In recent years, many computational tasks have been proposed as candidates for showing a quantum computational advantage, that is an advantage in the time needed to perform the task using a quantum instead of a classical machine. Nevertheless, practical demonstrations of such an advantage remain particularly challenging because of the difficulty in bringing together all necessary theoretical and experimental ingredients. Here, we show an experimental demonstration of a quantum computational advantage in a prover-verifier interactive setting, where the computational task consists in the verification of an NP-complete problem by a verifier who only gets limited information about the proof sent by an untrusted prover in the form of a series of unentangled quantum states. We provide a simple linear optical implementation that can perform this verification task efficiently (within a few seconds), while we also provide strong evidence that, fixing the size of the proof, a classical computer would take much longer time (assuming only that it takes exponential time to solve an NP-complete problem). While our computational advantage concerns a specific task in a scenario of mostly theoretical interest, it brings us a step closer to potential useful applications, such as server-client quantum computing.

Publication

Experimental demonstration of quantum advantage for NP verification with limited information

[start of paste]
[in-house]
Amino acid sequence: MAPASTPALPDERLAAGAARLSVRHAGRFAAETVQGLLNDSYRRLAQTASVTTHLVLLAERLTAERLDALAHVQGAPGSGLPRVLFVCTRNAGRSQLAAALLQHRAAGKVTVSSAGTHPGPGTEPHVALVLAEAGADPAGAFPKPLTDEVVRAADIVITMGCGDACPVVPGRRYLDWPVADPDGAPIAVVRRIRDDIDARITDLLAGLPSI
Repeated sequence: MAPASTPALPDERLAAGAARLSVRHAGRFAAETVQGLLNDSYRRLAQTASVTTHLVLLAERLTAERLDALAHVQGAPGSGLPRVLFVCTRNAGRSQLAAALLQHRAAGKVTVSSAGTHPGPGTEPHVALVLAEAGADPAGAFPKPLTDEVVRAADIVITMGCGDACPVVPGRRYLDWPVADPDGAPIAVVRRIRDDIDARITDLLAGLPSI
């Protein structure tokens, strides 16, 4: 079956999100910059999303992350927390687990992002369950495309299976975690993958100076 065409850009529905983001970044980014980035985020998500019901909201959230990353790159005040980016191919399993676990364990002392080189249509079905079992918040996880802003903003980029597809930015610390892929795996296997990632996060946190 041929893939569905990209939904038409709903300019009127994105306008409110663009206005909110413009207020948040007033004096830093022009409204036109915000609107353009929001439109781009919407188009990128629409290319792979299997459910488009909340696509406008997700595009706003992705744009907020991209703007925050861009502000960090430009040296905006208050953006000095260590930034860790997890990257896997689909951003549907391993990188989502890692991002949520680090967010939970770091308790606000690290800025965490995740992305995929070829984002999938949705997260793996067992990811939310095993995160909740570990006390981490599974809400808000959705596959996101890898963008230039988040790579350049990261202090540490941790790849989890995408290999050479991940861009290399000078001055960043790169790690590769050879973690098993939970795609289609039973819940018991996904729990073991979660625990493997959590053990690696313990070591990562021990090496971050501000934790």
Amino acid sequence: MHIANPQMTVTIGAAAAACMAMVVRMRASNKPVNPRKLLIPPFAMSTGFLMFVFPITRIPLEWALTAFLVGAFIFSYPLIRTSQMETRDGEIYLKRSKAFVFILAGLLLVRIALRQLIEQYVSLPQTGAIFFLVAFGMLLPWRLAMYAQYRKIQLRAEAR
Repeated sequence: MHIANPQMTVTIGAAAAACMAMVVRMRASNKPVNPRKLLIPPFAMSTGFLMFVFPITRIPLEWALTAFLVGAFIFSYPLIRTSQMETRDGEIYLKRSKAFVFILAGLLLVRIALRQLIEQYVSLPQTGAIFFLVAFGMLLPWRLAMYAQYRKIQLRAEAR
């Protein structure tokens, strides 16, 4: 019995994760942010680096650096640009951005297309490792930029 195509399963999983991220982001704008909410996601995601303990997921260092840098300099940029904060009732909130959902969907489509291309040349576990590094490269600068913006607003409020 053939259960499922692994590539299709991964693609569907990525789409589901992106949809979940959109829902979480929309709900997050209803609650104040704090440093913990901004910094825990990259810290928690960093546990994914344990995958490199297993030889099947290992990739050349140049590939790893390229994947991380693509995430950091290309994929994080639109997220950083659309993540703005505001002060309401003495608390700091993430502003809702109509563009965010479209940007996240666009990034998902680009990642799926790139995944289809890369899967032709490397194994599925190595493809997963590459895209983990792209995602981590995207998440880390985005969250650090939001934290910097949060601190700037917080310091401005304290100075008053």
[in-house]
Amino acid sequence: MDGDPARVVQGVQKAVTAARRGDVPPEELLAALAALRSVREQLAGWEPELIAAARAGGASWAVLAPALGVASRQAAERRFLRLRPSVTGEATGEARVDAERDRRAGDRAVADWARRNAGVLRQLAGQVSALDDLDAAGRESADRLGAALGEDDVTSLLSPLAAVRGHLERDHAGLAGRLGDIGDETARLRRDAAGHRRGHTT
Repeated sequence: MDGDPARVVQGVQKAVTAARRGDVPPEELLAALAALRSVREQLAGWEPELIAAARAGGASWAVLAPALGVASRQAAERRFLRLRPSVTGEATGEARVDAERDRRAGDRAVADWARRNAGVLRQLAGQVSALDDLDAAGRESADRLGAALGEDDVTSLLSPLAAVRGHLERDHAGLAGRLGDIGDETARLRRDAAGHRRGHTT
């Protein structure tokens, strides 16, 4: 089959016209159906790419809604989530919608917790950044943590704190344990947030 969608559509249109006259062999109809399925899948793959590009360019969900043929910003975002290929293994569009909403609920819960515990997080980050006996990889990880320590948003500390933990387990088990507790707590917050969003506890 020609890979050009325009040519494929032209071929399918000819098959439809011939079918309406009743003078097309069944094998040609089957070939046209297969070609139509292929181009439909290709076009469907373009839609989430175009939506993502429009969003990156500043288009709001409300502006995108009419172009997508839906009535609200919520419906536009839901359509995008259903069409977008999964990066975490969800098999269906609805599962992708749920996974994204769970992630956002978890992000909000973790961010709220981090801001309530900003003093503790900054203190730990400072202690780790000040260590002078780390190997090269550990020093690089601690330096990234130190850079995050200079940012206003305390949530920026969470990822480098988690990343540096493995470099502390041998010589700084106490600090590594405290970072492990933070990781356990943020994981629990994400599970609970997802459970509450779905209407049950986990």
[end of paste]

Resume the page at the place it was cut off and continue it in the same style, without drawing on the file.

In recent years, many computational tasks have been proposed as candidates for showing a quantum computational advantage, that is an advantage in the time needed to perform the task using a quantum instead of a classical machine. Nevertheless, practical demonstrations of such an advantage remain particularly challenging because of the difficulty in bringing together all necessary theoretical and experimental ingredients. Here, we show an experimental demonstration of a quantum computational advantage in a prover-verifier interactive setting, where the computational task consists in the verification of an NP-complete problem by a verifier who only gets limited information about the proof sent by an untrusted prover in the form of a series of unentangled quantum states. We provide a simple linear optical implementation that can perform this verification task efficiently (within a few seconds), while we also provide strong evidence that, fixing the size of the proof, a classical computer would take much longer time (assuming only that it takes exponential time to solve an NP-complete problem). While our computational advantage concerns a specific task in a scenario of mostly theoretical interest, it brings us a step closer to potential useful applications, such as server-client quantum computing.